There’s no change here. The confusion between evolution and origin of life—a topic infrequently discussed in detail in K–12 science education—is sadly common but not in need of extensive comment. The adjective “science-based” is reminiscent of the phrase “the full range of scientific views,” familiar from the failed Santorum amendment and from a string of antievolutionist proposals. Of course, creationism (including “intelligent design”) is not recognized by the scientific community as a science-based theory, but the worry is that passage of such a proposal would encourage teachers to misrepresent creationism as though it were. Supporters of such proposals have often been evasive about the scope of “the full range of scientific views”: in Florida in 2008, for example, the sponsor of Senate Bill 2692 reportedly preferred instead merely to recite the text of the bill rather than to answer specific questions about it. The reason is obvious: if she had asserted that creationism was within “the full range of scientific views,” she would have been faced with the evidence to the contrary, while if she had denied it, then it would have been harder to secure support from those who wish to see creationism taught in the public schools and also to resist attempts to amend the bill to make it explicit that creationism was not within its scope. That’s part of the reason, I suspect, that the trend lately has been to prefer catchphrases, like “academic freedom,” that don’t so obviously invite such pointed questions.

  • Minnesota 2004: “[W]e support...protecting educators from disciplinary action for including discussion of creation science, adopting science standards that acknowledge the scientific controversies pertaining to the theory of evolution.”
  • Minnesota 2014 (PDF): “We should continue to encourage the voluntary expression of religious beliefs and traditions of students. Specifically, educators who discuss creation science should be protected from disciplinary action and science standards should recognize that there is controversy pertaining to the theory of evolution.”

The differences seem to be mainly stylistic, even the change from “scientific controversies” to unornamented “controversies”: it’s hard to believe that the platform’s authors would be content if the Minnesota state science standards were to acknowledge that evolution is socially, but not scientifically, controversial. The existing Minnesota state science standards (PDF), adopted in 2009, do not suggest that evolution is controversial. One benchmark in the “Nature of Science and Engineering” strand ( is sometimes misrepresented as doing so. Yet since the benchmark reads, “Explain how scientific and technological innovations—as well as new evidence—can challenge portions of, or entire accepted theories and models including, but not limited to: cell theory, atomic theory, theory of evolution, plate tectonic theory, germ theory of disease, and the big bang theory,” presumably all of the mentioned theories are presented as controversial if any are. How, precisely, it would be possible to protect educators from disciplinary action for teaching creation science, when the unconstitutionality of teaching creation science was firmly established in the Supreme Court’s decision in Edwards v. Aguillard (1987), is unclear.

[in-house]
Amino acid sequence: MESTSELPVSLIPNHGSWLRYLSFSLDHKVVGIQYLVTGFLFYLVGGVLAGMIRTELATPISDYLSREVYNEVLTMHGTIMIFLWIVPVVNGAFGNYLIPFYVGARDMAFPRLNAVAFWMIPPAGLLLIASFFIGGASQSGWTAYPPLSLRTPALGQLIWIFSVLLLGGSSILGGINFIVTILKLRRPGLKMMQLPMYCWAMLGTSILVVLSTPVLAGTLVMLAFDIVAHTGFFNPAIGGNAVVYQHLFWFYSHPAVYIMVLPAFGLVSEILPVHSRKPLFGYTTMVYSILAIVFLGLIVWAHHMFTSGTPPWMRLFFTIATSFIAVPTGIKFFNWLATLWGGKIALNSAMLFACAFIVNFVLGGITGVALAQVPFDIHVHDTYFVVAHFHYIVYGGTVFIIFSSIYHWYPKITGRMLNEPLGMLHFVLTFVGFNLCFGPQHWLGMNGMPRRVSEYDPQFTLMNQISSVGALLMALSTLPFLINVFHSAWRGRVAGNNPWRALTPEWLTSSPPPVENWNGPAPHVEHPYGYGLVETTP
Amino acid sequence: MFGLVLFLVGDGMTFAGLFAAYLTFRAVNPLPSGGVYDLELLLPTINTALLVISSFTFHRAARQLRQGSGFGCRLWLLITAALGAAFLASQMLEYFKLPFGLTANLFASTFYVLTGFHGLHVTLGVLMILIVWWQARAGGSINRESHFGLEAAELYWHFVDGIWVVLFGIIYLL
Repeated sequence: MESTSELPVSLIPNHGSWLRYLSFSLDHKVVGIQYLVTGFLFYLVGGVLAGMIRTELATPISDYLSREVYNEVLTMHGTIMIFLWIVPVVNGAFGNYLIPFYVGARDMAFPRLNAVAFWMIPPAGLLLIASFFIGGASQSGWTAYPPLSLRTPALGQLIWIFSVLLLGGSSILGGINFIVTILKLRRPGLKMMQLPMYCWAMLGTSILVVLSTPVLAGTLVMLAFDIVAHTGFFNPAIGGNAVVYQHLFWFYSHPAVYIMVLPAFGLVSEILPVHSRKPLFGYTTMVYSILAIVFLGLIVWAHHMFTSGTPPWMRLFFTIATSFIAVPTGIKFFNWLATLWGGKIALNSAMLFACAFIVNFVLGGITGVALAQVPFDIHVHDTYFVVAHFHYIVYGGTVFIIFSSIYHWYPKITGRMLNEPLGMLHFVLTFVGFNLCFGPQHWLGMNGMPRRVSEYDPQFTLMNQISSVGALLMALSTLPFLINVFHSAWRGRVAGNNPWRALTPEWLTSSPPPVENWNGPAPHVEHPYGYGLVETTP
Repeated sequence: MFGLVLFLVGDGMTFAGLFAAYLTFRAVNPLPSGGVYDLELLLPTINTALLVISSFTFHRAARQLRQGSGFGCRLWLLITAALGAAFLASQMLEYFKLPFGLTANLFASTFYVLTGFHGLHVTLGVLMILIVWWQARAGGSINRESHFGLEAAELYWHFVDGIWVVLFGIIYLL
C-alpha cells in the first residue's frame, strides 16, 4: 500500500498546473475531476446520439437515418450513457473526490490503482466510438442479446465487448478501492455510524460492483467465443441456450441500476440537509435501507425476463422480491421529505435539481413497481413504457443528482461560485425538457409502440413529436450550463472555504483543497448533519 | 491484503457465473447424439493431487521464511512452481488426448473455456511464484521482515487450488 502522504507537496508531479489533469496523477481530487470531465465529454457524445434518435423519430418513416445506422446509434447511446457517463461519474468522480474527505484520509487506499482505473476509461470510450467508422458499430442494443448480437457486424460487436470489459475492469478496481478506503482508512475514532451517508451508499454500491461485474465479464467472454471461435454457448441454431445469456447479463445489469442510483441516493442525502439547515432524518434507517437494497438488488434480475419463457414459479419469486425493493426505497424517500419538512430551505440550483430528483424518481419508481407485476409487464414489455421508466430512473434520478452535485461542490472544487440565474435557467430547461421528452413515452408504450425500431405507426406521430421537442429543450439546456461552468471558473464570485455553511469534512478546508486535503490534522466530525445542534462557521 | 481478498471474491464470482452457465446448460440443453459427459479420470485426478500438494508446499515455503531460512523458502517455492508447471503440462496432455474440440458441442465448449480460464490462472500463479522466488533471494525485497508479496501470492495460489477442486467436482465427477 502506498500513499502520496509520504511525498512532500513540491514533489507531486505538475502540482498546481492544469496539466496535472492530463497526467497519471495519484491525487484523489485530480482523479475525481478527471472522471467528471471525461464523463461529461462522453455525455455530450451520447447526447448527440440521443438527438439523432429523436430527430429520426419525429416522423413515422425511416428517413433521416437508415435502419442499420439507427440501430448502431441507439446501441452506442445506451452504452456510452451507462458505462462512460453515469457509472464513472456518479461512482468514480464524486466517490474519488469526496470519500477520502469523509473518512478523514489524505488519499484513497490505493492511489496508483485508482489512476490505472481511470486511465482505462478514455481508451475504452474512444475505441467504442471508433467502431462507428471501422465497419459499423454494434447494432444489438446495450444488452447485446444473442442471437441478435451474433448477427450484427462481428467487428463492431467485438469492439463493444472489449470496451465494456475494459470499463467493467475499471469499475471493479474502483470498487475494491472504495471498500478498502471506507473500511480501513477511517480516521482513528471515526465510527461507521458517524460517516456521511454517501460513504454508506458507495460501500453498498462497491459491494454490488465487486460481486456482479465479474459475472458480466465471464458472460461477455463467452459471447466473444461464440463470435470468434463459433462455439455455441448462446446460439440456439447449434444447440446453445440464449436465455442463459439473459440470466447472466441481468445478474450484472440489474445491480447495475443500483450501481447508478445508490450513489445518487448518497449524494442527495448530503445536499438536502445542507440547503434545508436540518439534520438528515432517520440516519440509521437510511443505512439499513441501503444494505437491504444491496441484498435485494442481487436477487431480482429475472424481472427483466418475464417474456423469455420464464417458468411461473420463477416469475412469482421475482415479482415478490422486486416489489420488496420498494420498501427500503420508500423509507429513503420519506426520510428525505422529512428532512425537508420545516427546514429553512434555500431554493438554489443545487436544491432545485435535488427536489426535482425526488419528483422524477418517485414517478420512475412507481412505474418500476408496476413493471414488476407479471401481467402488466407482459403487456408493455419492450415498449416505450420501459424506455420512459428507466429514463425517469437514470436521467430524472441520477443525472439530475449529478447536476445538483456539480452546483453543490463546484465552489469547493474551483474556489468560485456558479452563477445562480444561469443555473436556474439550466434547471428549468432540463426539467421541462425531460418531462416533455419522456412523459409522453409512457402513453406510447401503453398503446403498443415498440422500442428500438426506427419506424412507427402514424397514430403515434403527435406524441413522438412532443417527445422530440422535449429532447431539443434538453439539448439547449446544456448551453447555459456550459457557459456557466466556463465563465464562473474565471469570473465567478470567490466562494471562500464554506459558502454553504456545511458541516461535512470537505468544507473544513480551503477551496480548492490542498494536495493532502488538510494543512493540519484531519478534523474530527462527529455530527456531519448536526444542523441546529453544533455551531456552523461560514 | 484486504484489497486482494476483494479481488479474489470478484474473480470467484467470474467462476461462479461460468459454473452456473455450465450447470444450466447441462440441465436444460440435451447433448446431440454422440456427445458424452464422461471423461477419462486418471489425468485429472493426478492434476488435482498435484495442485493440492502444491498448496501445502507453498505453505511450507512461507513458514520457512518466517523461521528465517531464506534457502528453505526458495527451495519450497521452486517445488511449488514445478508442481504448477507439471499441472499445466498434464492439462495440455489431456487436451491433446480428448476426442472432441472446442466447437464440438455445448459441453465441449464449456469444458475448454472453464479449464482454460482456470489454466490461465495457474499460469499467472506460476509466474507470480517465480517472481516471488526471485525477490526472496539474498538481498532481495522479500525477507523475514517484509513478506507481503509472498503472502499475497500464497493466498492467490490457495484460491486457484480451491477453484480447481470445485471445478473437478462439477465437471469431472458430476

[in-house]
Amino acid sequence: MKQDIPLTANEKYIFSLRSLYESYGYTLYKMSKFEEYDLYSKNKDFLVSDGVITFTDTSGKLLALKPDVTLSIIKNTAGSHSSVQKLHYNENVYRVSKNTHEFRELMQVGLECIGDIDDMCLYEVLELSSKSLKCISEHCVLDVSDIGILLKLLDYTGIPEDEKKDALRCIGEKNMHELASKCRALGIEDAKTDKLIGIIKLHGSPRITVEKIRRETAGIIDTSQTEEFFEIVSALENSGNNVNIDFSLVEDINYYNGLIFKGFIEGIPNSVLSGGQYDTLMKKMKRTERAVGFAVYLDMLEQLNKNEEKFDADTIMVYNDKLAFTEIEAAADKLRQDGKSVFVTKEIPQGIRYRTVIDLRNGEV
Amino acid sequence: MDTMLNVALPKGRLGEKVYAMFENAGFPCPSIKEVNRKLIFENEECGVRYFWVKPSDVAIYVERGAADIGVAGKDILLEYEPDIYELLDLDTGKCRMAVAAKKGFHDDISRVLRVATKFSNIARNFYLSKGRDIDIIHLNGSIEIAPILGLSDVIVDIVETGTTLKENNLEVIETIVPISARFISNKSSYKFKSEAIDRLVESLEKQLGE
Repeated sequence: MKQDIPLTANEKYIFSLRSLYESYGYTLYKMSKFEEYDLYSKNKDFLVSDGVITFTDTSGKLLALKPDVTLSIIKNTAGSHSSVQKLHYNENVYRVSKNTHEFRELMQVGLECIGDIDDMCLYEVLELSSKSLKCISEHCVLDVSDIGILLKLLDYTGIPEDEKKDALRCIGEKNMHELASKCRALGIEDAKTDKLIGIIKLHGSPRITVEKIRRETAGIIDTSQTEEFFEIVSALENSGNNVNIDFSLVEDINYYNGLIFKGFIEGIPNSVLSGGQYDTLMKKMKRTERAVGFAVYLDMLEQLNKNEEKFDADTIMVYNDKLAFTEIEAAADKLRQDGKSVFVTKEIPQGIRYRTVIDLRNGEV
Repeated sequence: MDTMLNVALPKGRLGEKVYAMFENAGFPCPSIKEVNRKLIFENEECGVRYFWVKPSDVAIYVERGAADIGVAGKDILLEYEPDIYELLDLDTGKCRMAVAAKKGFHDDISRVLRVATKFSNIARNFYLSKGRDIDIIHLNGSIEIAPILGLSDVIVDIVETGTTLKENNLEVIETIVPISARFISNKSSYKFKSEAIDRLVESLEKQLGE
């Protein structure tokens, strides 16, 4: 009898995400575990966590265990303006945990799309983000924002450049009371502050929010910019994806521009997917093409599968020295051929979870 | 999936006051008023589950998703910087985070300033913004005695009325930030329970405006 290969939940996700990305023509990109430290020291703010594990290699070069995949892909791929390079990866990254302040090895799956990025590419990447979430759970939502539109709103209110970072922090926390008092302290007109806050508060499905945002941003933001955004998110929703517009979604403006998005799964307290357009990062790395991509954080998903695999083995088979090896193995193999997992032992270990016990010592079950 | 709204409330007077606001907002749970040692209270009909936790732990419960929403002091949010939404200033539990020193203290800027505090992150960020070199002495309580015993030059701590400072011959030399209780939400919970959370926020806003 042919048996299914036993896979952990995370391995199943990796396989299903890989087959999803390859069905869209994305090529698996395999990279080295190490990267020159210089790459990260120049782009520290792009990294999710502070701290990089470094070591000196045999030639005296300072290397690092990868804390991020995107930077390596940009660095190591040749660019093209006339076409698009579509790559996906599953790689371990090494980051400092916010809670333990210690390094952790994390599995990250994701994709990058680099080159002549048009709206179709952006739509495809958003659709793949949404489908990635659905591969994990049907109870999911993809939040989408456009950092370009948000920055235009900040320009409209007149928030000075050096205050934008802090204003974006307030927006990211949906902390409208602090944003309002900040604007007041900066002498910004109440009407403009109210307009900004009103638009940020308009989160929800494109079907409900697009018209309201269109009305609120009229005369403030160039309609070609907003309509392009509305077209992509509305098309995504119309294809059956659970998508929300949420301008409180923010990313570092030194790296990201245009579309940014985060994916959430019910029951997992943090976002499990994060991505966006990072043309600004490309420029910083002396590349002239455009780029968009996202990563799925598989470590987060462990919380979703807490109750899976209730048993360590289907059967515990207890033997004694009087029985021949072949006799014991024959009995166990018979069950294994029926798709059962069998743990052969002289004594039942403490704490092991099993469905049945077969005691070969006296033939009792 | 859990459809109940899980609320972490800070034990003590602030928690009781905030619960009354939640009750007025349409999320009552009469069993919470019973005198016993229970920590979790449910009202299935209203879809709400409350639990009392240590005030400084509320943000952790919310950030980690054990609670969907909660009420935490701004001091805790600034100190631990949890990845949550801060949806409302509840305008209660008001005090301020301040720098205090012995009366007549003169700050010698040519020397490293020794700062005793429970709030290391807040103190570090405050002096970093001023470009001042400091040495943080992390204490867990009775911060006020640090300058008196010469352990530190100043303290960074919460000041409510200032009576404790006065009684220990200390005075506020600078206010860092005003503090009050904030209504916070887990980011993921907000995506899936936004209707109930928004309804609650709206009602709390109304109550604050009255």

At this point, I vote that we take a break. I won’t say that I read all of the platforms I was able to find in their entirety or with a great deal of attention, but even so I felt that my eyes were glazing over somewhere amid the vast wasteland of states beginning with the letter M (eight, really?). You’re only getting snippets from them, but even that might be more than enough for now. Rest assured, though, that when I return, in part 3, the first order of business will be comparing the antievolution planks in the 2004 and in the 2014 platforms of the Missouri, Oklahoma, and Texas Republican parties.

Glenn Branch
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Glenn Branch is Deputy Director of NCSE.